Homo homini rodentius est

Matzoh brei at B&H Dairy

St. Mark’s and Second Ave. May 5, 2007 12pm.

One of the last authentic dairy restaurants left in Manhattan. Mama taking a break from the kitchen at the last table on the left, Mike behind the counter.

The Semiotics of Smoke

Now you see it, now you don’t. James gets cleaned up to go to market.

In the process of hunting up illustrations for a post about the meanings of smoking I ran across an astonishing example of how a habit, and everything it represents, is systematically being erased not just from daily life — but from history. The photo on the left of Dean perched against the wall of the Dakota in New York is a copy of the original picture taken by Roy Shatt in 1954. The one on the right is the version being licensed by CMG International, the company that now owns the rights to James Dean’s image. Notice anything missing? His cigarette has been Photoshopped out of the licensed version — I assume to make his image more marketable to advertisers that would use it in a world where smoking has become a social disease. The manipulation of dead celebrities’ identities has been going on for awhile, but the irony of sanitizing the original bad boy iconoclast hero — literally pulling the cigarette from his lips forever — is particularly galling.

I’m thinking about smoke. It’s what one does while quitting. And what I’m thinking is that I miss it. Not the smoke itself, of course. The smoke itself is no more enjoyable now than it was the first time I choked on a lung full at the age of eight (don’t worry, I didn’t start smoking that young. I had asked my mother if I could take a drag on her cigarette and she — wisely — said, “Sure.” I did, almost vomited, and didn’t touch another cigarette for almost 20 years…). It’s enjoyable in the same way that the burning poisonous taste of liquor is enjoyable, which is to say: not much. No one really enjoys the medium of illicit or dangerous substances. It’s about the effects, of course, but also something more.

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Media = Death

I wasn’t going to comment on the killings in Virginia because I don’t think the event has much meaning outside of the local tragedy that transpired. A mad young man who fell through the cracks bought a gun and went berserk. But the horrendous way that television “news” is mining this tragedy for ratings is beyond venal — it’s dangerous. It’s near midnight as I write this and Nightline on ABC — a once respectable show — has just shown extensive clips of the rambling videos created by the madman. Provided to them for a fee, I’m sure, by NBC (how they must have danced at Rockefeller Center when that package arrived!). In them, Cho refers explicitly to Eric Harris and Dylan Klebold, the Columbine killers, who clearly were heroes to this deluded creature. As I watched it I yelled out at the TV “STOP SHOWING IT!” How many sociopaths are watching this completely unnecessary orgy of necrophilia and adding Cho to their list of heroes to emulate, as he adopted Harris and Klebold? I’m afraid we’ll probably find out.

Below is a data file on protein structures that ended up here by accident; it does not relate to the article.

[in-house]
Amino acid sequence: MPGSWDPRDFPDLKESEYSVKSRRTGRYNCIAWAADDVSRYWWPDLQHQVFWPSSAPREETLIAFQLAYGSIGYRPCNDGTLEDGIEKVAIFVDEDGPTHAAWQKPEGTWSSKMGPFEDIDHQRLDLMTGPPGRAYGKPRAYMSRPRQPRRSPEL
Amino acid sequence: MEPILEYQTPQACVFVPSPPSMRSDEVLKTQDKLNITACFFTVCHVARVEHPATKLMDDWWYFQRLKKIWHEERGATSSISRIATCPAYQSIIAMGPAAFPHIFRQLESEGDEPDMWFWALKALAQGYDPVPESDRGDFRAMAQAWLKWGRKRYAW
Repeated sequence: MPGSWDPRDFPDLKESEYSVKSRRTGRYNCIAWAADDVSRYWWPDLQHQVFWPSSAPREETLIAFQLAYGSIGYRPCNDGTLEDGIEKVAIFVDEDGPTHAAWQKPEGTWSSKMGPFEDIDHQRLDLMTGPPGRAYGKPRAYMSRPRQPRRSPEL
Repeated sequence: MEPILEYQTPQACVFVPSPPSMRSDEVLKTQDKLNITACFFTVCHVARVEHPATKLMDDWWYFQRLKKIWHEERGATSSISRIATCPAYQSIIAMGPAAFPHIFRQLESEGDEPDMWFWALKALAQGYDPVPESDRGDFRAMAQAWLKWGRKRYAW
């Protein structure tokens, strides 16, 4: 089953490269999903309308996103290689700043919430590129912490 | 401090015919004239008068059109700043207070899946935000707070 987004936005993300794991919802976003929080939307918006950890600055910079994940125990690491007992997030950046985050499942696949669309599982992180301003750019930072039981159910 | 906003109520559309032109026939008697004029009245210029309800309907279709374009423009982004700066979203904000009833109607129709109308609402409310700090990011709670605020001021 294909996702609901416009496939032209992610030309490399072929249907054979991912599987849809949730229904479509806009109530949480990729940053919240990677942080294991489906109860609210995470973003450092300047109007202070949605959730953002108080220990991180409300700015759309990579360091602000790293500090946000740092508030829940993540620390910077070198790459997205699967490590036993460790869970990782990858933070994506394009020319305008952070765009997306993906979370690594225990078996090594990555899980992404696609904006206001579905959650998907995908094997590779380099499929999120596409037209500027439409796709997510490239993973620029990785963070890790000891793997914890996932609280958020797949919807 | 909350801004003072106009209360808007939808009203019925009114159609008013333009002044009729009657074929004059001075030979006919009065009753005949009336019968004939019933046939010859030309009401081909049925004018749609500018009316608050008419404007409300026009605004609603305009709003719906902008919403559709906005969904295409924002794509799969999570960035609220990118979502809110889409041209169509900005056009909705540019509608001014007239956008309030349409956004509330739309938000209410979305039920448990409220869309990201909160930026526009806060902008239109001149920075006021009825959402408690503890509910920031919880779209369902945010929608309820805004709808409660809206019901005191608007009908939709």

Slate’s [Jack Shafer offered an apology] for the sensationalist coverage, but he’s missing the bigger point: all the attention in the world will not wring any non-obvious insights out of this tragedy. And you will wait until hell freezes over before one of the pious and soulless talking heads on TV figure out why these massacres are happening more and more often — it’s because, thanks to relentless coverage, they are becoming a genre, a way for some disturbed young men to achieve greatness. The ravenous media are not just profiting from this horror, they are enabling it. Unforgivable.

Why do I blog (when I do)?

I’ve been tagged by [Lord Matt] to explain why I blog. Couldn’t have come at a more opportune time. The challenge roused me from an unintentional month-long torpor triggered by a nasty case of writer’s block that resulted from my attempt to write a review of Sam Harris’s book “The End of Faith”. I was held back partly by innate perfectionist (read: severely anal) tendencies — I couldn’t write anything else until I published the Harris review — coupled with my utter revulsion of Harris and his anti-liberal project. Alas, I will struggle past the block under the assumption that there are actually readers out there who care to read what I have to write and with the aid of an oil can or two of Foster’s (god bless the Australians…) and a CD of Heaven 17 cranked loud. As I remember, the question was “Why do I blog?”

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Born Too Late…

August 30, 1968. The Beatles release Hey Jude. Paul wrote it to comfort Julian Lennon (“hey Jules”) following the divorce of his parents and the onslaught of Yoko. Typically, John saw it as a veiled bill of divorcement between him and Paul.

From the Time magazine issue of [the same day], an article entitled “Pot and Parents” containing this diamond:

“I’d kill the sonofabitch if I ever found out he was smoking pot,” says a Manhattan father. Says his 16-year-old son, who has been using marijuana for a year: “I smoke pot because it makes the world a beautiful place instead of a place filled with narrow-minded bigots like my father.”

I was born just too damned late.

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